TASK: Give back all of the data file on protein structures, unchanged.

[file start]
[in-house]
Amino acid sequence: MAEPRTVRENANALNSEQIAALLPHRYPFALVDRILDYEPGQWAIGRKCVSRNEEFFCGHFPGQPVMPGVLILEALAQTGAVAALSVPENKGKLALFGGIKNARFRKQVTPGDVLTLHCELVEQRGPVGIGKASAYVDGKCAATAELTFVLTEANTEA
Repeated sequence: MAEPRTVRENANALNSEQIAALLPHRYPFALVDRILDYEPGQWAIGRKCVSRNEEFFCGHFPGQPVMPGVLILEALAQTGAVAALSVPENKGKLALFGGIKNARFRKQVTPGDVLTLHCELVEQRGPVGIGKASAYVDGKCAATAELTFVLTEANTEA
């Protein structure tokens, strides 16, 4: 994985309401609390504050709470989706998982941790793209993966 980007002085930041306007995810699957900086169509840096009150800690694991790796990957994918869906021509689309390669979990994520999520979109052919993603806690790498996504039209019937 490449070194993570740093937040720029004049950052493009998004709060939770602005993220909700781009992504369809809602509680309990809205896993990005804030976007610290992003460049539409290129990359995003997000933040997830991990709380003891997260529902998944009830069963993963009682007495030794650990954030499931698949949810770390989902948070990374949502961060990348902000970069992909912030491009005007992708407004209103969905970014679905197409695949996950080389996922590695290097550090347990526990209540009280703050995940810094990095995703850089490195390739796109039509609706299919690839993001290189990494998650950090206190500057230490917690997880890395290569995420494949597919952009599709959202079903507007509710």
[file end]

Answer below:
[in-house]
Amino acid sequence: MAEPRTVRENANALNSEQIAALLPHRYPFALVDRILDYEPGQWAIGRKCVSRNEEFFCGHFPGQPVMPGVLILEALAQTGAVAALSVPENKGKLALFGGIKNARFRKQVTPGDVLTLHCELVEQRGPVGIGKASAYVDGKCAATAELTFVLTEANTEA
Repeated sequence: MAEPRTVRENANALNSEQIAALLPHRYPFALVDRILDYEPGQWAIGRKCVSRNEEFFCGHFPGQPVMPGVLILEALAQTGAVAALSVPENKGKLALFGGIKNARFRKQVTPGDVLTLHCELVEQRGPVGIGKASAYVDGKCAATAELTFVLTEANTEA
């Protein structure tokens, strides 16, 4: 994985309401609390504050709470989706998982941790793209993966 980007002085930041306007995810699957900086169509840096009150800690694991790796990957994918869906021509689309390669979990994520999520979109052919993603806690790498996504039209019937 490449070194993570740093937040720029004049950052493009998004709060939770602005993220909700781009992504369809809602509680309990809205896993990005804030976007610290992003460049539409290129990359995003997000933040997830991990709380003891997260529902998944009830069963993963009682007495030794650990954030499931698949949810770390989902948070990374949502961060990348902000970069992909912030491009005007992708407004209103969905970014679905197409695949996950080389996922590695290097550090347990526990209540009280703050995940810094990095995703850089490195390739796109039509609706299919690839993001290189990494998650950090206190500057230490917690997880890395290569995420494949597919952009599709959202079903507007509710």